chorio-allantoic placenta.

The vitelline artery approaches the most mesometrial part of the

villous region, penetrates the mesothelial layer and serosal basement

membrane and divides into two main trunks, both of which are larger in

diameter than their parent vessel. These trunks then divide into many

branches which ramify throughout the mesenchymal layer. The probable

physiological significance of the larger branches from the main arterial

channel is to decrease the velocity of blood flow through the yolk-sac,

thereby increasing the time available for absorption (or secretion)

of materials (B3e, 1951).

One of the earliest attempts to characterize placental function

was in 1922, when Shimidzu injected 23 different dyes into pregnant

rats and mice for the purpose of ascertaining placental permeability.

Using the presence of color in fetal tissue as the criterion of perme-

ability, it was concluded that the permeability of the dyes paralleled

the colloidal state of their solution and their ability to diffuse

through a gel. Thus, the placenta would act as an unselective ultra-

filter, permitting the passage of small molecules while inhibiting the

passage of larger ones. This was followed by other experiments which

suggested that the proximal yolk-sac has the ability to absorb and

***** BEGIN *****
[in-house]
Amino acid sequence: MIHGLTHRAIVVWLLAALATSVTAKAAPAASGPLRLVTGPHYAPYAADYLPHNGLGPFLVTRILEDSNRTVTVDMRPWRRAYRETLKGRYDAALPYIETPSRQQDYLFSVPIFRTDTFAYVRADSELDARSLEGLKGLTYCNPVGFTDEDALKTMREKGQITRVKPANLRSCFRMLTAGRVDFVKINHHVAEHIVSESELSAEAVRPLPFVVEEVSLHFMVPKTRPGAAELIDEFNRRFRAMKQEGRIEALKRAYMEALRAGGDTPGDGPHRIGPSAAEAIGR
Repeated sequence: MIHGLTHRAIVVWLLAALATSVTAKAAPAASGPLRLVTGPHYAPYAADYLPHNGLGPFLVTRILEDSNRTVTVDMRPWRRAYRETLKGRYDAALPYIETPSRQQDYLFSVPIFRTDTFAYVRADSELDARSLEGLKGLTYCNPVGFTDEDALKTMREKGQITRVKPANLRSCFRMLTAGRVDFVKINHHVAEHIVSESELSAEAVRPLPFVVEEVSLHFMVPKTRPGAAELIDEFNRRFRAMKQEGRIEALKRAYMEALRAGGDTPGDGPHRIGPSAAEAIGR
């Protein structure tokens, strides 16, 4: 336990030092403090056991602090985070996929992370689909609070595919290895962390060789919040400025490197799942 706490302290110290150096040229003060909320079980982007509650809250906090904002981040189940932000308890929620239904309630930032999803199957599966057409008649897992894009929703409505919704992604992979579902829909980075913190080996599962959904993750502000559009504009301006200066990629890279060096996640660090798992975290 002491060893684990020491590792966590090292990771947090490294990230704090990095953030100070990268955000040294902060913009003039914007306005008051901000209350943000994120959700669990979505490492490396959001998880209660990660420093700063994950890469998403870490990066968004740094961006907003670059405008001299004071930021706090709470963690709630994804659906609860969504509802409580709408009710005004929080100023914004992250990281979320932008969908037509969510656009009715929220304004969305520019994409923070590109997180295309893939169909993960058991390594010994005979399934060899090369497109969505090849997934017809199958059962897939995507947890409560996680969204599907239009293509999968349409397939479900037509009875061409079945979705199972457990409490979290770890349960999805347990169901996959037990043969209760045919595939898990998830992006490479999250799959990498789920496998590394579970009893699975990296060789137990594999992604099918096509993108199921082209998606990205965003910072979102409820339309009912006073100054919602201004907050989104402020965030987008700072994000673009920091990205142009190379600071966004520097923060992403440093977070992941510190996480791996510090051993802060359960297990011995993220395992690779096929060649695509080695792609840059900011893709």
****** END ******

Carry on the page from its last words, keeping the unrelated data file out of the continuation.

transfer iron (Brunschwig, 1927; Everett, 1935) and fats (Everett, 1935;

Koren and Shafrir, 1964).

In an attempt to correlate structure with function, Padykula

and Wilson (1960) suggested that with an apparent ultrastructural

degeneration of the yolk-sac at day 15, there was a steady decrease in

the ability of the visceral endoderm to absorb radioactive vitamin B 12-

intrinsic factor complex. Even though there was a fifty-fold increase

in yolk-sac weight between day 12 and term, there was only a five-fold

increase in absorptive capacity. In addition, Jollie (1964) noted that

the visceral endoderm was not labeled with tritiated thymidine between

days 16 and 20, and that this might indicate a process of aging.

Alternatively, however, the previously noted sharp rise in the

activity of certain enzymes at day 14 (Padykula, 1958) could indicate a

greater functional capacity when the yolk-sac becomes exposed to the

uterine lumen. Brambell and his colleagues have been able to show that

the yolk-sac of the rabbit is capable of absorbing and transferring

antibodies to the fetus at a late stage in gestation (Brambell et al.,

1951; Brambell, 1958). Halliday (1955) continued the work using rats
and found antibody absorption by the proximal yolk-sac at day 17.

Finally, Brambell and Halliday (1956), by lighting the vitelline vessels,

demonstrated that the vitelline epithelium and its underlying vascular

system were partly responsible for antibodies penetrating the embryo.

In addition, Deren et al. (1966a) noted that the rabbit yolk-
sac has the ability to concentrate vitamin B12 and further demonstrated

that the rabbit yolk-sac develops an active transport system for certain

amino acids at day 20 of the 32-day gestation period (Deren et al., 1966b).

Lambson (1966) was able to infer the transfer of ferritin across the

proximal yolk-sac of the rat from electron micrographs and Luse (1958),

using other particulate matter, suggested that the rabbit yolk-sac

absorbs those particles by pinocytosis.

It appears therefore that the visceral yolk-sac of the rat is a
dynamic organ having the ability to pursue certain functions which are